Psychosocial Dynamics in Attachment Styles Among Runaway Children

Srishti Kapoor, Kailash Panwar, Kshitija Wason - Institutionalised Children Explorations and Beyond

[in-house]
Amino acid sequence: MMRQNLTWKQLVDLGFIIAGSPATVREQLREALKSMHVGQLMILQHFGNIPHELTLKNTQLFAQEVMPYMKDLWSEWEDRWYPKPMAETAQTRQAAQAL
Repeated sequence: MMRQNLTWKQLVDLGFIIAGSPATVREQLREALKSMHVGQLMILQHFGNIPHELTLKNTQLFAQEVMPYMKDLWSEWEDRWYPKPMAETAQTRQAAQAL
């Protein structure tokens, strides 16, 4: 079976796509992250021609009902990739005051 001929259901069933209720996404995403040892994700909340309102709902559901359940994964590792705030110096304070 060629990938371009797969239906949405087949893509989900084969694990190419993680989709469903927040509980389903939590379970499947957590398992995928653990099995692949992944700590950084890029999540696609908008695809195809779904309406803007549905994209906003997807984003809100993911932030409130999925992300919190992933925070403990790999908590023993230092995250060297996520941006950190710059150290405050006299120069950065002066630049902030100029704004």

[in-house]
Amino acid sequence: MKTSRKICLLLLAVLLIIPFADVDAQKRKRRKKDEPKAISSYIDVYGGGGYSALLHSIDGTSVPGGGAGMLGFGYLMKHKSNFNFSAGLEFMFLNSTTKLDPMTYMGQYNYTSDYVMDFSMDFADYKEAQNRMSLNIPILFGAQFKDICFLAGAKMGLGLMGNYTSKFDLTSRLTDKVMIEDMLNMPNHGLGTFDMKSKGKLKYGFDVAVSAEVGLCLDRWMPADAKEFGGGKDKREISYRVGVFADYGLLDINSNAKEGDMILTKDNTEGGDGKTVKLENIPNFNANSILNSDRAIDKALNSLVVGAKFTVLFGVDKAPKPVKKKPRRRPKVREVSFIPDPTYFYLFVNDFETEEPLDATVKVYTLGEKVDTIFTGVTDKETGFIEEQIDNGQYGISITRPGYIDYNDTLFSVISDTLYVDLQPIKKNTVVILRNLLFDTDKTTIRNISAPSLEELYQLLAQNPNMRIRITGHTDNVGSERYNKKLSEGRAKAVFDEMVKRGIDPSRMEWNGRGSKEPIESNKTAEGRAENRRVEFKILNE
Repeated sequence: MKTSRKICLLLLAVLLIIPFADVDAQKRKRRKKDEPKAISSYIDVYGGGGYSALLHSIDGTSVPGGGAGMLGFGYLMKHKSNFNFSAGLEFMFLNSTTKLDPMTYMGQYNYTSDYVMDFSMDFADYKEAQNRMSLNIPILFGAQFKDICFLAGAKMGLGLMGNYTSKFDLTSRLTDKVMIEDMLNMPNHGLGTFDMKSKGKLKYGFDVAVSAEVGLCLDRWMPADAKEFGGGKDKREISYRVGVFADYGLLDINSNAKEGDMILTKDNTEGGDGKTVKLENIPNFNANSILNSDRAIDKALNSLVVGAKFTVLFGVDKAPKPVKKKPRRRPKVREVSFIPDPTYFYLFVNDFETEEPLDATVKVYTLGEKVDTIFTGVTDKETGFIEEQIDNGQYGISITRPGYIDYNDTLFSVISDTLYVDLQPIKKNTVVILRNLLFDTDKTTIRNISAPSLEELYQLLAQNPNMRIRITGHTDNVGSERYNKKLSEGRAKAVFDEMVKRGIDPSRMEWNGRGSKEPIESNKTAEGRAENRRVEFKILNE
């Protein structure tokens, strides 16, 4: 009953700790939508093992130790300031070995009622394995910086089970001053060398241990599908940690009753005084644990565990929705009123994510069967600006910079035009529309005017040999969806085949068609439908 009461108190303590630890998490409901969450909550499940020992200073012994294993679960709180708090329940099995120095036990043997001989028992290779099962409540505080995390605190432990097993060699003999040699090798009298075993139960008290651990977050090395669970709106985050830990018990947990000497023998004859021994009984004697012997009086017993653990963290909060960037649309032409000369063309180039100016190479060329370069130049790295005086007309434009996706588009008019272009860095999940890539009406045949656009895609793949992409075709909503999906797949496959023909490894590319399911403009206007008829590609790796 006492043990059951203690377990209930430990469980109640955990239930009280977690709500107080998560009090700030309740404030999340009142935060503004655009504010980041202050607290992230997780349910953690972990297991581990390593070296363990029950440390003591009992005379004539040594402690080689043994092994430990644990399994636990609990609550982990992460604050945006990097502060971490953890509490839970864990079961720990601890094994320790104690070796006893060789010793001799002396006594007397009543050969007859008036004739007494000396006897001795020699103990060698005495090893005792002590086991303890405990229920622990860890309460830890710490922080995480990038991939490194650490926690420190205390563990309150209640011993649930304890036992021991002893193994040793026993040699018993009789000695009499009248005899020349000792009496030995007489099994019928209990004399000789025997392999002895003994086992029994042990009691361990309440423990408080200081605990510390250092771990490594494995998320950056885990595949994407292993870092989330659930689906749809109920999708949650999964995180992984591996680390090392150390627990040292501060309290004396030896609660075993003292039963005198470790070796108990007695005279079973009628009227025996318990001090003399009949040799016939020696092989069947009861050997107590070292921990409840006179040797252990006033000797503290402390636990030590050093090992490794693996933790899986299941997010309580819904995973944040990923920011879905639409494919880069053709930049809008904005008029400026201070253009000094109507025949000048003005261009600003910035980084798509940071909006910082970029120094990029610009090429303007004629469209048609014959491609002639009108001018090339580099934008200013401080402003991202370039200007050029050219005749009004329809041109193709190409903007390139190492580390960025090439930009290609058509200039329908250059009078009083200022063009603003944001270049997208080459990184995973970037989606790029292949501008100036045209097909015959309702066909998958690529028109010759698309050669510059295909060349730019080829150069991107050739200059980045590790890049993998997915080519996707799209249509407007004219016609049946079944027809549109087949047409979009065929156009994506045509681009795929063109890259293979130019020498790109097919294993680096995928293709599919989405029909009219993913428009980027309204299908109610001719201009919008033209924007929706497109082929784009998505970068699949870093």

For a child to leave the parental umbrella is an act of rebellion, emotional hurt and physical distancing. Despite being a frequent occurrence, running away from home still remains one of the less addressed problems in India. Factors like lack of communication and attachment to parents, abuse, poverty and peer influence have a crucial role in shaping such behaviours. The present research study is an exploratory study to examine these factors with a sample size of 100 runaway children (50 girls, 50 boys) residing in a non-governmental organisation in NCR, Delhi. The mean age of the sample is 14.4 years. Quantitative measures like Inventory of Parents and Peer Attachment (Greenberg, 1987; Gullone & Robinson, 2005), Emotional Regulation Questionnaire (Gross & John, 2003), Kind of Person Implicit Theory Scale (Dweck, 1999) and Satisfaction with Life Scale-Child (Gadermann et al., 2012) were used. Findings indicate a significant role of peer attachment versus parental attachment with a clear gender disparity seen in attachment styles. The repercussions of findings are immense to the rehabilitation sector with special focus on creating models of alternative care which could harness these dynamics. How models of rehabilitation could systemically harness peer attachment and create parallel edifices of emotional regulation are other aspects this research focuses upon. The study has implications for intervention-based programmes for runaways as it can help to understand their perils and make positive changes.